Digital Literacy Practitioner Level 3 CPD Programme - Assessment Unit

1.1 Explain the purpose of the assessment of digital literacy ( Initial, diagnostic, Formative & Summative)

Initial - The purpose of Initial Assessment (Digital Literacy) is to gauge what skill level the learner currently holds or the level that the learner is working at. This allows you, as a practitioner to plan skill building activities (Where necessary), differentiation within the lesson plan and ensure that you are challenging learners and broadening their skill level without setting tasks that are unachievable and pose as a barrier to learning.

Diagnostic - The purpose of diagnostic assessment is to evaluate the strengths and weaknesses of a learner based on their current level of initial assessment. The diagnostic results provide practitioners with a baseline to formatively assess development or progress within the learning programme.

Formative - The purpose of formative assessment is to monitor the learning process and provide continued feedback. Formative Assessment enables you to improve your teaching methods and learners to improve learning. It also allows the learner and the practitioner to target area’s for development and adapt these throughout the learning journey.

Summative - The purpose of summative assessment is to evaluate learning at the end of a programme. This is demonstrated by comparing against a set of standards or bench mark. In terms of Digital Literacy this would be the completion of an Essential Skills Controlled Task or a skills can within the WEST application.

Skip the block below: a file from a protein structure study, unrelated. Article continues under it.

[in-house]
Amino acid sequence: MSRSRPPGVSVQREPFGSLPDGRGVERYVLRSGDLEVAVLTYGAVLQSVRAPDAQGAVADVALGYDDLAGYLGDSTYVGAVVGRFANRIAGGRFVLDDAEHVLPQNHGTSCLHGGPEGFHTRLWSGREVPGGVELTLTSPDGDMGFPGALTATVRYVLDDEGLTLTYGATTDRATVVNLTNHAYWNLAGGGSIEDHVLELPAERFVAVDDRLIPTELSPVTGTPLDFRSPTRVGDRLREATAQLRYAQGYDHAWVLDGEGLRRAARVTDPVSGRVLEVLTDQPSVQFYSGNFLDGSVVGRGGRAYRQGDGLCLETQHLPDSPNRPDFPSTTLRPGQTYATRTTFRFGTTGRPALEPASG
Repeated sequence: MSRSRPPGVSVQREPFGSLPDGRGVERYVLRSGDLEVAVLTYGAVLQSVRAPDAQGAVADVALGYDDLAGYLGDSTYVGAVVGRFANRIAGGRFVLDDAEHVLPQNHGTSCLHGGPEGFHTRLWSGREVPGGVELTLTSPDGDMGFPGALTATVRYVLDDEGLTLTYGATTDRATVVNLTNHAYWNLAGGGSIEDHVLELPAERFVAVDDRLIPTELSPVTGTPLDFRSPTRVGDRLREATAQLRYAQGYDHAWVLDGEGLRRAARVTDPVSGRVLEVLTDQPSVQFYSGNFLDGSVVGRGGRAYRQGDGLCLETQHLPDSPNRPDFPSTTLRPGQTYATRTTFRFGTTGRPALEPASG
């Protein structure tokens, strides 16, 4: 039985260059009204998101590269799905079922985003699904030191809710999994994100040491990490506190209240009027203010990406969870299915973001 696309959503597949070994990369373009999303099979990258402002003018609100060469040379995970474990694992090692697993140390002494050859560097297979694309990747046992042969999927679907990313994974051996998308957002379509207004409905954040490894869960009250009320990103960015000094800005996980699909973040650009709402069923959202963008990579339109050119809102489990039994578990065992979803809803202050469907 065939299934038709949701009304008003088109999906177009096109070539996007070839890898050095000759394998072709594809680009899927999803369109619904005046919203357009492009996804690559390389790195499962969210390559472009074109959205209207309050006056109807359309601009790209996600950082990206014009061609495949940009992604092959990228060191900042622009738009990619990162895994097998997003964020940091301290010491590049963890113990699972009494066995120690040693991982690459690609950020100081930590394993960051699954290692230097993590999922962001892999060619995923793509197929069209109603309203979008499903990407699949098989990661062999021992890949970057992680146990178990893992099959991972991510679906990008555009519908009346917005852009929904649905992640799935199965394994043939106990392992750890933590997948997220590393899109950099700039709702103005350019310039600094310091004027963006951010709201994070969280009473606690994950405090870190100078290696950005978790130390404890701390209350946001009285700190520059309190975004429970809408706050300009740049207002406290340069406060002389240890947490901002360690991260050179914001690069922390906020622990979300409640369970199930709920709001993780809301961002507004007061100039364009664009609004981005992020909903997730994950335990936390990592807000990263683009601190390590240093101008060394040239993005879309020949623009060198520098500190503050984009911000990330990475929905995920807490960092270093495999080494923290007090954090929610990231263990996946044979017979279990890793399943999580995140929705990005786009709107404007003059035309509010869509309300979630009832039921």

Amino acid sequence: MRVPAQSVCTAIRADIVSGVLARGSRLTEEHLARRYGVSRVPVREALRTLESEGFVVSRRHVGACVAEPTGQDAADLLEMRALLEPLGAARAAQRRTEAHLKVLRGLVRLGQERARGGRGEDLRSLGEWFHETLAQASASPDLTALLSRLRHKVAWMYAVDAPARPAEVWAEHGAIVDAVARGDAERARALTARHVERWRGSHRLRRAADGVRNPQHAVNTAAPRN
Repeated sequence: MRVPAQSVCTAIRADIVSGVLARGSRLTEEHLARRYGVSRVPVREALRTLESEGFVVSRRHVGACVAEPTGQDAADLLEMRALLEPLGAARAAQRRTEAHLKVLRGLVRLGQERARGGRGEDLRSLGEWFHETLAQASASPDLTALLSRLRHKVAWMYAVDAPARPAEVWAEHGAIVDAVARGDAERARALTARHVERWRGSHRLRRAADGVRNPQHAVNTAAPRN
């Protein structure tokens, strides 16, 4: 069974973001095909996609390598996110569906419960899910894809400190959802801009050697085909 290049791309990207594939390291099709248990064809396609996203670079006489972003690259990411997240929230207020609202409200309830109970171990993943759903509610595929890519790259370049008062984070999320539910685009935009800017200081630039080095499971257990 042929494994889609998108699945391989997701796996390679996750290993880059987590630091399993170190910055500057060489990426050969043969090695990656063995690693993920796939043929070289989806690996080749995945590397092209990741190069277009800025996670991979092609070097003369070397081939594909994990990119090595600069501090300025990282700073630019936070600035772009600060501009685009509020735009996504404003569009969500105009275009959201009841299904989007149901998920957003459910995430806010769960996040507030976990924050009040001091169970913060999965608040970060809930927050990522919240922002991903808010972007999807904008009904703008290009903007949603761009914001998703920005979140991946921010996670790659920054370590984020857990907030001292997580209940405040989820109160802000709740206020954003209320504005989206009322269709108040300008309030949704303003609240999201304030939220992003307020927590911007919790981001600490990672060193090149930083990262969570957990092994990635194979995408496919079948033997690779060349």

1.2 Describe different digital literacy assessment tools and methods and their application.

WEST Initial & Diagnostic - West is an Initial Assessment and Diagnostic Tool that is designed to assess and diagnose the current level of a learner. West is a suite of tools that assist with initial assessment, diagnostic assessments and putting together targeted learning plans. These can be used to accurately assess the learner’s current skill levels in Communication, Application of Number and Digital Literacy.

BKSB Initial or Diagnostic - BKSB is an Initial Assessment and diagnostic tool that is designed to capture the current level a learner is working at. Within the diagnostic assessment, BKSB allows the learner and tutor transparency of the gaps in skills. This in turn allows the tutor to plan future sessions to upskill the learner and carry out formative assessment of the desired skills.